For Americans, it was Jon Stewart as national treasure. In a virtuoso performance Monday, the American satirist ridiculed the Egyptian government’s crackdown on Cairo comedian – and Stewart protégé – Bassem Youssef. If you haven’t seen it, you can watch Stewart’s mock conversation with Egyptian President Mohammed Mursi here.
At 10:00am on Monday morning, I read on Twitter that Anthony Lewis, the revered New York Times legal writer and columnist, had died at age 85. A few minutes later, I sent out a Tweet calling him “a giant of journalism who saved Gideon & Bosnia.”
American households will be blanketed this week by a torrent of coverage, commentary and regret about the 10th anniversary of the Iraq war. Liberals claim that Twitter – if it had existed – could have stopped the invasion. Conservatives argue that the links between Saddam Hussein and terrorism have, in fact, been underplayed.
If George W. Bush had launched such a group, the coverage would be overwhelming and the criticism widespread. Last Friday, a story by Nicholas Confessore of the New York Times revealed that President Obama’s political team is trying to raise $50 million to fund the conversion of his re-election campaign into Organizing for Action, a “powerhouse” new national lobbying group.
Retired NBA star Dennis Rodman arrived in North Korea, yes, North Korea, on Tuesday in the latest of a series of visits by American citizens to the Stalinist state. Rodman and three members of the Harlem Globetrotters will engage in “basketball diplomacy,” according to this exclusive Associated Press story on Rodman’s trip. The retired Chicago Bulls star and five-time NBA champion will play an exhibition game with North Korea’s top basketball stars and conduct a basketball camp for children.
Typhoid and hepatitis outbreaks are spreading. An estimated 70,000 people are dead, and another 850,000 are refugees. After covering the battle for Damascus for a month, my colleague – photographer Goran Tomasevic – declared the situation a “bloody stalemate” this week.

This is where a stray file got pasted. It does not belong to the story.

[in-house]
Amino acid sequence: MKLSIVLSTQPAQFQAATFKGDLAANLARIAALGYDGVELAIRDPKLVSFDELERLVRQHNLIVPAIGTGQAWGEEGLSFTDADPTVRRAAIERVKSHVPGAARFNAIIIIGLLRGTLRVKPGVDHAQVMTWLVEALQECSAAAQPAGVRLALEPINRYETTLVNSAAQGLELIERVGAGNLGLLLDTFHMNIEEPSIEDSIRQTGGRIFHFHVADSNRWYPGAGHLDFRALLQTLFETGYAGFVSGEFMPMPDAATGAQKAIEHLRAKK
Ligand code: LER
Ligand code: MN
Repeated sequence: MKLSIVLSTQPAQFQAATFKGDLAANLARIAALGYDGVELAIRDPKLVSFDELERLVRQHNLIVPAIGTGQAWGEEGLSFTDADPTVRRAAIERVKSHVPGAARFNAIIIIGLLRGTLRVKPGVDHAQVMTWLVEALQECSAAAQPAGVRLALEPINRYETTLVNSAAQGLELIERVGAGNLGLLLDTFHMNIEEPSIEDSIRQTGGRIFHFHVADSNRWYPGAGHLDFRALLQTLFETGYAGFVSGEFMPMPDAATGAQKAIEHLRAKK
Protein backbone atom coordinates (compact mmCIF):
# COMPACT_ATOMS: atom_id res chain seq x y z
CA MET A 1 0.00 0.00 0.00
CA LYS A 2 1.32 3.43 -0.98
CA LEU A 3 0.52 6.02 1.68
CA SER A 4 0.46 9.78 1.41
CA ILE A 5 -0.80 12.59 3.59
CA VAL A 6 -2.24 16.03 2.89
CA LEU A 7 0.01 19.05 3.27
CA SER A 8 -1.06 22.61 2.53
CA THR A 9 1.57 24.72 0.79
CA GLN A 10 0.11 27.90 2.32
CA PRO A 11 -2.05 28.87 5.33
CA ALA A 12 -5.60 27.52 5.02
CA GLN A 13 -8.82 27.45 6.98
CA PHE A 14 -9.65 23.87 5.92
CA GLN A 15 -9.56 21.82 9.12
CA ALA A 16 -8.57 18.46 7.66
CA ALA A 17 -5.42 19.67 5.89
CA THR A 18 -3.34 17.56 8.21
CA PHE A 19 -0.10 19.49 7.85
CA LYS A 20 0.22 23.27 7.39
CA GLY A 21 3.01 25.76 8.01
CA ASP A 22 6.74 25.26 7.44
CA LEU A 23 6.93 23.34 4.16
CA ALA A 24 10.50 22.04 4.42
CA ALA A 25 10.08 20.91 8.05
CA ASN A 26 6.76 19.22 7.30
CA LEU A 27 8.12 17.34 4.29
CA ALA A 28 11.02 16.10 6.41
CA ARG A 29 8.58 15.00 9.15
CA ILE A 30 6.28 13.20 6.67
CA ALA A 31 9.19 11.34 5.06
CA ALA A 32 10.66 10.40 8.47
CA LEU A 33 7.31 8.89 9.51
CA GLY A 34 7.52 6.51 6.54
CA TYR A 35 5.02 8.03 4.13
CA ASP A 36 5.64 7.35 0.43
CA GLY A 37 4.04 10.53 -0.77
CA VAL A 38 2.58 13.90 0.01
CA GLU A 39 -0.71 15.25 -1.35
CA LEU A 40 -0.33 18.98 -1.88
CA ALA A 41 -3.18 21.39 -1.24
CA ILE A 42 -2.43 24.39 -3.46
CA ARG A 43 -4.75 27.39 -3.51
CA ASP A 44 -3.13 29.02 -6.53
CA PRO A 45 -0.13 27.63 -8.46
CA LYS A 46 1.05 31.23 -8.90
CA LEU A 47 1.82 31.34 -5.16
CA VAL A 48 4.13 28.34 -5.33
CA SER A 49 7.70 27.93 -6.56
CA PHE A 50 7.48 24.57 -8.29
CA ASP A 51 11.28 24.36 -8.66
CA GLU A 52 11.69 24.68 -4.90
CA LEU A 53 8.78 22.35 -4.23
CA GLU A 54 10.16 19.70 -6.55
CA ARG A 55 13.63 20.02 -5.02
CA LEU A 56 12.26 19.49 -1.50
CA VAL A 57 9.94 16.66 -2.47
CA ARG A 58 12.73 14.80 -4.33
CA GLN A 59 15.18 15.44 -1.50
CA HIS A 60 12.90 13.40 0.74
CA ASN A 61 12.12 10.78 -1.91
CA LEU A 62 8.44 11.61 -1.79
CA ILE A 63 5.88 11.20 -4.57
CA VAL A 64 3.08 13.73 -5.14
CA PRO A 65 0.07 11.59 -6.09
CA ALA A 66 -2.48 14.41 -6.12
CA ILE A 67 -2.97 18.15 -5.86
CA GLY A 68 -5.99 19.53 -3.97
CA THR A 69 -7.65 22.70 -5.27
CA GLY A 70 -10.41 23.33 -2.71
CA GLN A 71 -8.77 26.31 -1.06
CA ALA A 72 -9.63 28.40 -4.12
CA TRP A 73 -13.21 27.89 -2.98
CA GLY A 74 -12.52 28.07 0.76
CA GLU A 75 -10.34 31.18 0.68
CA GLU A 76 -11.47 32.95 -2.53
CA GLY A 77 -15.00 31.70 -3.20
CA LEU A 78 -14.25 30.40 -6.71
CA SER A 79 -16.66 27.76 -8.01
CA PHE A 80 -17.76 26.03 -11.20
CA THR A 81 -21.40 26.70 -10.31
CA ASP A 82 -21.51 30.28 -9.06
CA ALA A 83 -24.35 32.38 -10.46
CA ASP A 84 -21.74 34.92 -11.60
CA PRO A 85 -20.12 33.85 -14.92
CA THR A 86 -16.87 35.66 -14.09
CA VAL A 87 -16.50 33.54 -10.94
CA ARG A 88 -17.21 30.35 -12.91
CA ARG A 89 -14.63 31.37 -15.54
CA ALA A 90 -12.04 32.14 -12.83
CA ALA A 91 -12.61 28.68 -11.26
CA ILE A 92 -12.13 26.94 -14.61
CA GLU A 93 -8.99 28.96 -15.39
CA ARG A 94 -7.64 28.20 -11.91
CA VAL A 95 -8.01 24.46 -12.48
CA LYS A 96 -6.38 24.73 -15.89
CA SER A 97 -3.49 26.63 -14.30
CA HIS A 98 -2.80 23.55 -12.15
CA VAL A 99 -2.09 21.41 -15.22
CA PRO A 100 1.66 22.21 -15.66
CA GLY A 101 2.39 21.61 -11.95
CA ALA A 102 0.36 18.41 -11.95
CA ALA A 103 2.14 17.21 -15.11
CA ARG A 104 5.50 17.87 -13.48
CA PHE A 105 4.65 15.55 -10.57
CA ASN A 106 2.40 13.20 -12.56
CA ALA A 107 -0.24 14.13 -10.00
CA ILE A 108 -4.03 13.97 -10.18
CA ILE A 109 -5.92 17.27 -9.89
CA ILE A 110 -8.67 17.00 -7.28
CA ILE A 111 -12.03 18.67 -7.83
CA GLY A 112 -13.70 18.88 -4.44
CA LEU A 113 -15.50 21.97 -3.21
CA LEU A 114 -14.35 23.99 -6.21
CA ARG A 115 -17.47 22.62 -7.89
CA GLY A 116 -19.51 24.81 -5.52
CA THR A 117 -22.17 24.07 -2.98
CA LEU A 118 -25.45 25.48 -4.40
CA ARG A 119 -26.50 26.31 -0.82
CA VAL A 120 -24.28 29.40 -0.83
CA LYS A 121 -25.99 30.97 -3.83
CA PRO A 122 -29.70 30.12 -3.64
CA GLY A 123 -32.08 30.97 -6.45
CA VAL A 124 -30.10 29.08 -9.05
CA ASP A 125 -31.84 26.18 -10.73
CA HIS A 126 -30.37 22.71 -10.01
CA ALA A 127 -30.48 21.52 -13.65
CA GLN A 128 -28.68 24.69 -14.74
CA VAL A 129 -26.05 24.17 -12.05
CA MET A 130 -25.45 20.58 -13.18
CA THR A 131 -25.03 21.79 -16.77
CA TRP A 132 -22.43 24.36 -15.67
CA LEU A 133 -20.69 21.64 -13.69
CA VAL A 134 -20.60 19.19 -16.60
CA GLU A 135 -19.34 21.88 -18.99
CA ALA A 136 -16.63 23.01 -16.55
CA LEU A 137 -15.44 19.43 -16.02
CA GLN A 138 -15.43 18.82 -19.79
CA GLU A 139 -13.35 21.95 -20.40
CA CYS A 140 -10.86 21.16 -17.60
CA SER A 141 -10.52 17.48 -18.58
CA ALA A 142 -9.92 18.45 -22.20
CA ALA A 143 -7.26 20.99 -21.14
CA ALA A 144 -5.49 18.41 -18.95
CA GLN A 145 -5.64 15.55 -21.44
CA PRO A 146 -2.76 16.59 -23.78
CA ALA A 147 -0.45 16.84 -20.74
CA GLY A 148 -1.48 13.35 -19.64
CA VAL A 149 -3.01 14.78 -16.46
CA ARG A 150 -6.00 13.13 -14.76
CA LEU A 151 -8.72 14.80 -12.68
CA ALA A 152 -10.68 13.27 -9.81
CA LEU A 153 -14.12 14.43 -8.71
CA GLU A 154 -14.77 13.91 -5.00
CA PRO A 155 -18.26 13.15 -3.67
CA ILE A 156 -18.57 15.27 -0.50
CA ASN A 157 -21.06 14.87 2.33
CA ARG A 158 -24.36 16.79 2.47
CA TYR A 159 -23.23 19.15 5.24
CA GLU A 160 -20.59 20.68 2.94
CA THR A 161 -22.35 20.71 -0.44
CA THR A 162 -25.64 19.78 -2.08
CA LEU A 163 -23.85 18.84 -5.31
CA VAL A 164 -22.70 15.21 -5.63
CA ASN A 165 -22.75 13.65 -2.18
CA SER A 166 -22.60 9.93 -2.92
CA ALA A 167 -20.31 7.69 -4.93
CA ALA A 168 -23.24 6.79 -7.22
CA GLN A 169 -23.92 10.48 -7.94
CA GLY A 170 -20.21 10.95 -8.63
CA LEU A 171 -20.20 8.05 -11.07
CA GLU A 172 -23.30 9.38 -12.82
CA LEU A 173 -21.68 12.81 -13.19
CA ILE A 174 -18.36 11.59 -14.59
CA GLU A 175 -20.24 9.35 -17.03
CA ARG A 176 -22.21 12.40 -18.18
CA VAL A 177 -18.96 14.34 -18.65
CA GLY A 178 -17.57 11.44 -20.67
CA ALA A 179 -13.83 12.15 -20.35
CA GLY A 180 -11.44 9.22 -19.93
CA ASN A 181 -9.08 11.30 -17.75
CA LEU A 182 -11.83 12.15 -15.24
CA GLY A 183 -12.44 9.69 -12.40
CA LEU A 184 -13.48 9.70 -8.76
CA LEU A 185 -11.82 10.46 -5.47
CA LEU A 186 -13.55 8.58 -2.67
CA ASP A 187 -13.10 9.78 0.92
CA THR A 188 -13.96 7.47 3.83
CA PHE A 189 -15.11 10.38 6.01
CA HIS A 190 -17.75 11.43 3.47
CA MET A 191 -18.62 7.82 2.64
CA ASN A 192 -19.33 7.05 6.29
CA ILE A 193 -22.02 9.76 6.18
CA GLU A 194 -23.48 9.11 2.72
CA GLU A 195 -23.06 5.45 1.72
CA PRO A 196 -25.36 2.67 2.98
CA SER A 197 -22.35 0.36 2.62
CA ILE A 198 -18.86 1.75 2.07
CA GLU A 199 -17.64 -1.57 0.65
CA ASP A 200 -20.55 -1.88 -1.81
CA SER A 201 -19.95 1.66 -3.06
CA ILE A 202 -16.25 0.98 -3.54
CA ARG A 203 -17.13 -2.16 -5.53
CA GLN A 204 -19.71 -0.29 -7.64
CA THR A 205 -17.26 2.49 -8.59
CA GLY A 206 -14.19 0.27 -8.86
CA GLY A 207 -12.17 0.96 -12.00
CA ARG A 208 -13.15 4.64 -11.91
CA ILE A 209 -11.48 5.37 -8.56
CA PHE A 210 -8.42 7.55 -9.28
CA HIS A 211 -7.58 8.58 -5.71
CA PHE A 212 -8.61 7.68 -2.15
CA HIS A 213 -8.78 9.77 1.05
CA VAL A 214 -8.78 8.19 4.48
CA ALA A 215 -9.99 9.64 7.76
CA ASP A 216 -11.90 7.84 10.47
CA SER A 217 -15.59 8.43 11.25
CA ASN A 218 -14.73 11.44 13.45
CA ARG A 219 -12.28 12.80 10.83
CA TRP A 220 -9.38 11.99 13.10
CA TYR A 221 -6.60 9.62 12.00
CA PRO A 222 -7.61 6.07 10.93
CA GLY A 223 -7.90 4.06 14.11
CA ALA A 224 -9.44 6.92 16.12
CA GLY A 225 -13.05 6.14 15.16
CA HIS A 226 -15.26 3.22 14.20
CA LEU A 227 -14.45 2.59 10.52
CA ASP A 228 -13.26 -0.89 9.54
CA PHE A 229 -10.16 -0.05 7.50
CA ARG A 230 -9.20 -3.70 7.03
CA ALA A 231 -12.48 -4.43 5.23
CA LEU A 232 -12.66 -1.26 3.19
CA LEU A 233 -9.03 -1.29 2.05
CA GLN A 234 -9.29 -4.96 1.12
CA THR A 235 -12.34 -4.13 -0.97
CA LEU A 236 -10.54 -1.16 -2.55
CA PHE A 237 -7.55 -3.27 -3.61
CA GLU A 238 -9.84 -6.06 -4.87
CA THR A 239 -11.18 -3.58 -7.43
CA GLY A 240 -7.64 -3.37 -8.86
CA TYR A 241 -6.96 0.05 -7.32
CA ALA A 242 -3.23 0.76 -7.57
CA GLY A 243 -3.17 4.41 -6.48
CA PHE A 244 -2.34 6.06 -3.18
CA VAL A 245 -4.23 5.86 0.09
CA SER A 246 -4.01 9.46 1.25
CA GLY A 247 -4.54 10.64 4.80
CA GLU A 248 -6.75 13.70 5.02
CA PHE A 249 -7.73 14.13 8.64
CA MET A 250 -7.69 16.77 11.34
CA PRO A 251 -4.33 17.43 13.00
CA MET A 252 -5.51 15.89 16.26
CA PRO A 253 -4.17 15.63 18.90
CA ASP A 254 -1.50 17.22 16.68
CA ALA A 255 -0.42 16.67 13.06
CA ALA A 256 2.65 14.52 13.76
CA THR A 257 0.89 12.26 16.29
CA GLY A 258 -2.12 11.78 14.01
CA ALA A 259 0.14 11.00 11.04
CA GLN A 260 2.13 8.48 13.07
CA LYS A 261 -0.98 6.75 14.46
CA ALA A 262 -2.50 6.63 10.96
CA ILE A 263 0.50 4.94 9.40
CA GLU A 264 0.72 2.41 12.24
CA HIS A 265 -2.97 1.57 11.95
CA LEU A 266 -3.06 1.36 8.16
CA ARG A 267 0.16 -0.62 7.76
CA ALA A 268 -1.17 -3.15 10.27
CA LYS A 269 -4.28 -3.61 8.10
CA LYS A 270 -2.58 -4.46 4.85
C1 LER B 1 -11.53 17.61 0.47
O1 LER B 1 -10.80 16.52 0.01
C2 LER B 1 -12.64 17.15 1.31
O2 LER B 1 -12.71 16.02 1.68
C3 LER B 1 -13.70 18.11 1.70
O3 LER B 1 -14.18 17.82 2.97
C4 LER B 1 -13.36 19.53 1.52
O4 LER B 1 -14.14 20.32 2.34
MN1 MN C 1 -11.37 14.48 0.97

Keeping his promise to the people of Tunisia, Prime Minister Hamadi Jebali resigned yesterday after his own party rejected his call for the creation of an apolitical government of technocrats to ease the country’s rising political tensions. My colleague Tarek Amara reported this morning that the ongoing political instability is slowing economic growth in Tunisia just as the country’s economy was showing its first signs of life since the 2011 revolution.
He quoted Jack Kennedy but sounded more like Lyndon Johnson.
In an audacious State of the Union address Tuesday, President Barack Obama made sweeping proposals to reduce poverty, revive the middle class and increase taxes on the “well off.” While careful to not declare it outright, an emboldened second-term president laid out an agenda that could be called a “war on inequality.”
Update at 12:20 pm EST on 2/13/13:
The Veterans Administration weighed in Tuesday on the dispute between Esquire magazine and Stars and Stripes over the benefits available to the retired Navy SEAL who reportedly killed Osama Bin Laden. In an email, a Veterans Administration spokesperson laid out the benefits available to combat veterans who served in Iraq and Afghanistan: